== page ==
Brain plasticity

If it's on your mind and it has to do with multiple sclerosis in any way, post it here.

Postby msmything » Fri Jan 23, 2009 11:46 am

Ms. Legs, That's a great way to look at it. Bumper people. And they thought I just enjoy their company...
As I zipped through this topic another thought came to mind. I believe alos that there's not much likelihood of nerve regeneration, however, there's no problem with enlisting neighbor nerves to pick up the slack.
I've lost ALOT of muscle mass. While there is obviose fault with the enervation of some muscle fibers, the fibers next door can still respond to stimulus.
While every bone in my body wants to curl up on the couch with exhaustion, I know that will hasten physical disability So I get out the crowbar, and peel my a** off the cushion...
I can feel the benefit of moving my muscles all over, even in my brain
There's lots of studies that show the antiinflammatory effects of exercise.
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Postby sou » Fri Jan 23, 2009 1:32 pm

Hi.

Thanks Chris. I have read many of your posts and I was a fan of your website.

Actually, I am twenty-eight ( 8 was replaced with a smiley!) and this is my 12th year of MS and, maybe, the 17th, since I had double vision when I was 11.

HiCy is an option, of course. But I feel too young to be injected with cyclophosphamide. OTOH, nobody does it here in Greece. In addition, I highly doubt that MS is purely autoimmune, and this is why so many reactivate.

Thanks for your interest. Now, I will have to think what to buy with your 100 bucks! :D

sou
Shortest joke: "We may not be able to cure MS but we can manage its symptoms."
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Postby chrishasms » Fri Jan 23, 2009 1:56 pm

Greece is a bummer because most our oversees friends say the options are limited for medical care for MS.

By the way, I am only 33, and there is absolutely no sign I ever had HiCy except for the fact I am better than I was before the treatment. It was just nice to actually recover something I lost.

Now if the recovery was do to Myelin repair, plasticity, or just the MS being dead I have no clue. I tend to think the later needs to happen first for the other two to take place.
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Postby CureOrBust » Fri Jan 30, 2009 1:15 am

Download address is available on the site.
Ebook-Brain Repair (Advances in Experimental Medicine and Biology)
Brain Repair, addresses all relevant issues underlying the mechanisms of brain damage, brain plasticity and post-traumatic reorganisation after CNS lesions. This book is divided the three major sections that follow; cellular and molecular basis of brain repair, plasticity and reorganisation of neural networks, and experimental therapy strategies.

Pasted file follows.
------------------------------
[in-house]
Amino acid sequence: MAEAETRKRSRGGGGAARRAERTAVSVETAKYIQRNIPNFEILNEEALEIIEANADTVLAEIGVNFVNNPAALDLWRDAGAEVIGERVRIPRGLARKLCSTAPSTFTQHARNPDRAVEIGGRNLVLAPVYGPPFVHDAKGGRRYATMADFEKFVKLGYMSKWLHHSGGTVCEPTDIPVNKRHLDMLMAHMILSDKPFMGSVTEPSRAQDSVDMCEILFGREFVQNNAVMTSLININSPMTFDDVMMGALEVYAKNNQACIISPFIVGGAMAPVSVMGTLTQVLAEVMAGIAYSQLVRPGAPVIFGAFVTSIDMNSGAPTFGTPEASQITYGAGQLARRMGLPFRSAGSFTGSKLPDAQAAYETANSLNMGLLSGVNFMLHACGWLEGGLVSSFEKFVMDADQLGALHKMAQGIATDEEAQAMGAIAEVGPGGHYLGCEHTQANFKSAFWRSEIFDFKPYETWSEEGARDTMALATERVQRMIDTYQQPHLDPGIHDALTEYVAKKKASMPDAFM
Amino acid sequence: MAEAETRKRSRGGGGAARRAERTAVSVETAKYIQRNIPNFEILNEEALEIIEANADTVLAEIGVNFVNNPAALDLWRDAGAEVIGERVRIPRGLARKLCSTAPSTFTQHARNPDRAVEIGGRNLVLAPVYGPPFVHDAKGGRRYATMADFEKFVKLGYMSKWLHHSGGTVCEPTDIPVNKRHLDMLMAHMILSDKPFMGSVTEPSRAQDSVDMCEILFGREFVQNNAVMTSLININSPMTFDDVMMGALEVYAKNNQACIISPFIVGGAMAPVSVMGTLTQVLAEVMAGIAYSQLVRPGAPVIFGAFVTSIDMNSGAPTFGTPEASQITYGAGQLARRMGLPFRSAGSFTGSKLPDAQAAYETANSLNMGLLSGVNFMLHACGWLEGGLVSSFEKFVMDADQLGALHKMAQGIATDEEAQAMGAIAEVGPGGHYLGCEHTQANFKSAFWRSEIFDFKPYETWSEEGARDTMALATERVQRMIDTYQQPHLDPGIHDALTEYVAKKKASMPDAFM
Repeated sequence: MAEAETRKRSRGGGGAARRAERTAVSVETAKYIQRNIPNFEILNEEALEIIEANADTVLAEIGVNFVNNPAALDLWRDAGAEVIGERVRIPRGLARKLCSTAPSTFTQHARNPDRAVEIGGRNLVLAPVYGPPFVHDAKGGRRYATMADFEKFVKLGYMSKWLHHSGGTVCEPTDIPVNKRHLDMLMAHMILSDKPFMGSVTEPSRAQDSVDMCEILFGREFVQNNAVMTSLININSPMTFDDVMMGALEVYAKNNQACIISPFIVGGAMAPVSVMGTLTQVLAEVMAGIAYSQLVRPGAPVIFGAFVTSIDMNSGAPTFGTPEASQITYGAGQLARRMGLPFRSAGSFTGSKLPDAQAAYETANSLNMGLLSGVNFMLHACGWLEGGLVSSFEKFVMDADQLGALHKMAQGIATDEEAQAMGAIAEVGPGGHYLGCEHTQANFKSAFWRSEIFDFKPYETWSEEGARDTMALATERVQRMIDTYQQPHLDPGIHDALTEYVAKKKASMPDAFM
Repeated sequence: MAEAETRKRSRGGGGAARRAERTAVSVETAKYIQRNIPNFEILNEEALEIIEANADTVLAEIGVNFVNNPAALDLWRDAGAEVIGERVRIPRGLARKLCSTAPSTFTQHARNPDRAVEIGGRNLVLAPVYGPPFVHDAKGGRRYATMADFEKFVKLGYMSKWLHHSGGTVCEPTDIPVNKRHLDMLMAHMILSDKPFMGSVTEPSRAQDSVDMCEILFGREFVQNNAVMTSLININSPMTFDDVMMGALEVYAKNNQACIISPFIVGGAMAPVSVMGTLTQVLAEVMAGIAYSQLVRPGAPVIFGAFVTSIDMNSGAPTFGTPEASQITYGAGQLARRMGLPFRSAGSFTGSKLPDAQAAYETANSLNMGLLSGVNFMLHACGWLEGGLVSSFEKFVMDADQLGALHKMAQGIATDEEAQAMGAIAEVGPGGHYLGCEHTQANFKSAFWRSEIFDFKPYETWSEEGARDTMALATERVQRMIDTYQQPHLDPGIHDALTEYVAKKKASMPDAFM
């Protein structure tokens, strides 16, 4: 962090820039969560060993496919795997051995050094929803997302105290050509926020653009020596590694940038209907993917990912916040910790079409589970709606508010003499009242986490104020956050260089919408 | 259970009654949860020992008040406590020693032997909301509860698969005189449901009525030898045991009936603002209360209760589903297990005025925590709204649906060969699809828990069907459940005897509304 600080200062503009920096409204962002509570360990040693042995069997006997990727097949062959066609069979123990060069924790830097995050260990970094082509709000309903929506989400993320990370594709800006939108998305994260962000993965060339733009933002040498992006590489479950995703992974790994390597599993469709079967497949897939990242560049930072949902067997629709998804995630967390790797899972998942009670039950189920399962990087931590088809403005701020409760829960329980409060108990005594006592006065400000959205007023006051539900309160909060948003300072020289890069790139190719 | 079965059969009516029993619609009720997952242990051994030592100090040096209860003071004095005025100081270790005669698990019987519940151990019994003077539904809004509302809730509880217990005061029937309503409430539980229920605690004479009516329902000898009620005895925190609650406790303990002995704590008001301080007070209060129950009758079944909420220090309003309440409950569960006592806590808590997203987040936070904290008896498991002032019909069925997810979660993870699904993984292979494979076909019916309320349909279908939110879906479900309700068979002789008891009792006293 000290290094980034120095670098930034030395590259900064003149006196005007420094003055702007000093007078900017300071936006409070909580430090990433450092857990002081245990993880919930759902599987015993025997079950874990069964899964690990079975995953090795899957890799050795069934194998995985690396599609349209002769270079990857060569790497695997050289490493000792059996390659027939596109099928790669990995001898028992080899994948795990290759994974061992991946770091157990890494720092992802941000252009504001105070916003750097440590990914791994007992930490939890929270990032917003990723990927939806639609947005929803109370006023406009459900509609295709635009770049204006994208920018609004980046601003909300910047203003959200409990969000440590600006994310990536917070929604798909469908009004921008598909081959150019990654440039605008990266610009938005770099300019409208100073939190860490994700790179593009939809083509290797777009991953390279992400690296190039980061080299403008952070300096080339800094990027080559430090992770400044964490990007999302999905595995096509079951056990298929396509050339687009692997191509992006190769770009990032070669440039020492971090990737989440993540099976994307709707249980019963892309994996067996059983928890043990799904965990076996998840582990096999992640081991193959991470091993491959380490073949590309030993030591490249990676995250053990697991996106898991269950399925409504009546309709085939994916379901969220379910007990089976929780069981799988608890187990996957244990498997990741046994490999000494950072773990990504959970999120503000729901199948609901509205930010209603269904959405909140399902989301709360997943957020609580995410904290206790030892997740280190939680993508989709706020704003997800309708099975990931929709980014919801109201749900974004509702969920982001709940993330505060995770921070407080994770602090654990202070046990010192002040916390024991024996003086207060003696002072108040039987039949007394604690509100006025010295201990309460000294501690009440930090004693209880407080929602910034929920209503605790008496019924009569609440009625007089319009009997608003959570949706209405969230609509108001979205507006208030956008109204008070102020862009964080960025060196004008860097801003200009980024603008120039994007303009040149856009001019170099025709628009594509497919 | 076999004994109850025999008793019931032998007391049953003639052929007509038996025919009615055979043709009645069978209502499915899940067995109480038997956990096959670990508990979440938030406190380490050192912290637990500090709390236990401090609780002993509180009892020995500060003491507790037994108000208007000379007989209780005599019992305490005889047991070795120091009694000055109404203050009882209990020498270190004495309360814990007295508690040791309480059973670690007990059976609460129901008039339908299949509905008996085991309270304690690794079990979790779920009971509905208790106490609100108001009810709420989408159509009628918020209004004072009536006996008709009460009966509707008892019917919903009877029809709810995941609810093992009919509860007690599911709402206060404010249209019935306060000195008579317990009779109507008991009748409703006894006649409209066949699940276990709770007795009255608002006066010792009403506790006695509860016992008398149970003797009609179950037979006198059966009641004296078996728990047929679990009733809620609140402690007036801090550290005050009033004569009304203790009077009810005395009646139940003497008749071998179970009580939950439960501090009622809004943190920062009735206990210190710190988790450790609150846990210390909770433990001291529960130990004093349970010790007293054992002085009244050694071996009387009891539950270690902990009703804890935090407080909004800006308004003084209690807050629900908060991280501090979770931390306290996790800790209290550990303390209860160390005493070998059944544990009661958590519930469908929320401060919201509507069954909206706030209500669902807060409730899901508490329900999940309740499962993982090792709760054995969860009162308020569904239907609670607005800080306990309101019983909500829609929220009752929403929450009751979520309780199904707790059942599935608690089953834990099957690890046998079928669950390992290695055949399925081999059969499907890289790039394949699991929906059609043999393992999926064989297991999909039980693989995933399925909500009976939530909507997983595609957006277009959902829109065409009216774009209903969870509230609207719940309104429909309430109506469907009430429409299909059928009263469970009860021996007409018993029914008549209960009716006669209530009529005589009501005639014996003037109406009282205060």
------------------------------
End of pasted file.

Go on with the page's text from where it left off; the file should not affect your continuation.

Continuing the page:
Brain Repair is ritten by high profile, international experts who describe in detail the newest results from basic research and highlight new model systems, techniques and therapy approaches. Based on a careful analysis of the cellular and molecular reaction patterns of the CNS to lesions, the contributions cover possibilities for endogenous reorganisation and repair as well as exciting new therapies emerging from basic research, some of which have already been introduced into the clinics. Thus, this book is unique in bridging the gap between basic and clinical research. It will be a valuable tool for all students, researchers and clinicians interested in understanding the brain’s capacity to cope with lesions and interested in learning about emerging new therapy concepts.
I have not read it, I'm just waiting for someone else to highlight anything of any actual interest in the eBook. :oops:
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Postby Lyon » Fri Jan 30, 2009 6:38 am

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Last edited by Lyon on Sat Nov 26, 2011 9:07 pm, edited 1 time in total.
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Postby CureOrBust » Mon Feb 02, 2009 6:21 am

I never realised how much is on youtube regarding brain plasticity. I was watching a group of programs, when I came to the 4th, which raised the issue of "Negative Brain Plasticity"; ie teaching it bad practices. Interesting, seems obvious, but I think I will pay more attention to the issue in the future.

The Brain Fitness Program ( 4/8 )
http://au.youtube.com/watch?v=oB3PM_WvB1s

PS: Don't get too attached to the series, it comes in 8 parts and is missing the last 2. :(
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Postby CureOrBust » Thu Feb 05, 2009 6:45 pm

I have been very self conscious of things like looking at the ground when I walk or the stairs etc etc. I never realised how much it had become a part of the way I move. I now make sure I look up as much as possible.

I think that this "Negative Brain Plasticity" may be something that affects how well I recover in terms of "normal" movements.
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Postby mrhodes40 » Thu Feb 05, 2009 7:06 pm

Yes i am with you 100% there, once you swing your leg wide to keep from scuffing the foot on the floor, the plastic brain strengthens that particular sequence as it is the used pattern then.

Bad news for the regular muscles and their function hip flexors get weak and the IT bands on the side get strong both in terms of muscles and nerves. Kinda good but kinda bad too. I, too, try not to look down too much to walk :? it's pretty hard!
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